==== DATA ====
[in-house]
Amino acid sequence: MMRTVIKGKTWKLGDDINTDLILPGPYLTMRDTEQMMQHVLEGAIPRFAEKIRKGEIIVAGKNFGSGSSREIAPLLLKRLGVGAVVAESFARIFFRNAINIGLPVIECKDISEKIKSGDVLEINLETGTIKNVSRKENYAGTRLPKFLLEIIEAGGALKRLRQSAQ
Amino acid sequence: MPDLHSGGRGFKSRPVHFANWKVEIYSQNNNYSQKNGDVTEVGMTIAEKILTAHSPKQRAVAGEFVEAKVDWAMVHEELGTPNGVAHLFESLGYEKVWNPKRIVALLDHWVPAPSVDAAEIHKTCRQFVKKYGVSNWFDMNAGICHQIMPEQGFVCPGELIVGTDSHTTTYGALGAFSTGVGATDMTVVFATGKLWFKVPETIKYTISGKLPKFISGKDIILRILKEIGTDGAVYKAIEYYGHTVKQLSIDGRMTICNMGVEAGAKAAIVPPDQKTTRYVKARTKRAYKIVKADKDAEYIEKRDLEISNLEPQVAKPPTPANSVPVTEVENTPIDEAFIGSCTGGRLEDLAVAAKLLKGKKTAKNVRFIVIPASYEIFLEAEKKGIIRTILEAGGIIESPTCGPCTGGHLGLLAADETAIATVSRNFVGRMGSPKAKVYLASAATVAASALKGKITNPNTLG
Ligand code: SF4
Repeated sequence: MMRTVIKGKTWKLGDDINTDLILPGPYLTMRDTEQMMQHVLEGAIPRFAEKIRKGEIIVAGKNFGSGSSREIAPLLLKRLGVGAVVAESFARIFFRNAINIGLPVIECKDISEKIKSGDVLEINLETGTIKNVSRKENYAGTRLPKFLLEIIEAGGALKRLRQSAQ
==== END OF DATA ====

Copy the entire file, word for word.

[in-house]
Amino acid sequence: MMRTVIKGKTWKLGDDINTDLILPGPYLTMRDTEQMMQHVLEGAIPRFAEKIRKGEIIVAGKNFGSGSSREIAPLLLKRLGVGAVVAESFARIFFRNAINIGLPVIECKDISEKIKSGDVLEINLETGTIKNVSRKENYAGTRLPKFLLEIIEAGGALKRLRQSAQ
Amino acid sequence: MPDLHSGGRGFKSRPVHFANWKVEIYSQNNNYSQKNGDVTEVGMTIAEKILTAHSPKQRAVAGEFVEAKVDWAMVHEELGTPNGVAHLFESLGYEKVWNPKRIVALLDHWVPAPSVDAAEIHKTCRQFVKKYGVSNWFDMNAGICHQIMPEQGFVCPGELIVGTDSHTTTYGALGAFSTGVGATDMTVVFATGKLWFKVPETIKYTISGKLPKFISGKDIILRILKEIGTDGAVYKAIEYYGHTVKQLSIDGRMTICNMGVEAGAKAAIVPPDQKTTRYVKARTKRAYKIVKADKDAEYIEKRDLEISNLEPQVAKPPTPANSVPVTEVENTPIDEAFIGSCTGGRLEDLAVAAKLLKGKKTAKNVRFIVIPASYEIFLEAEKKGIIRTILEAGGIIESPTCGPCTGGHLGLLAADETAIATVSRNFVGRMGSPKAKVYLASAATVAASALKGKITNPNTLG
Ligand code: SF4
Repeated sequence: MMRTVIKGKTWKLGDDINTDLILPGPYLTMRDTEQMMQHVLEGAIPRFAEKIRKGEIIVAGKNFGSGSSREIAPLLLKRLGVGAVVAESFARIFFRNAINIGLPVIECKDISEKIKSGDVLEINLETGTIKNVSRKENYAGTRLPKFLLEIIEAGGALKRLRQSAQ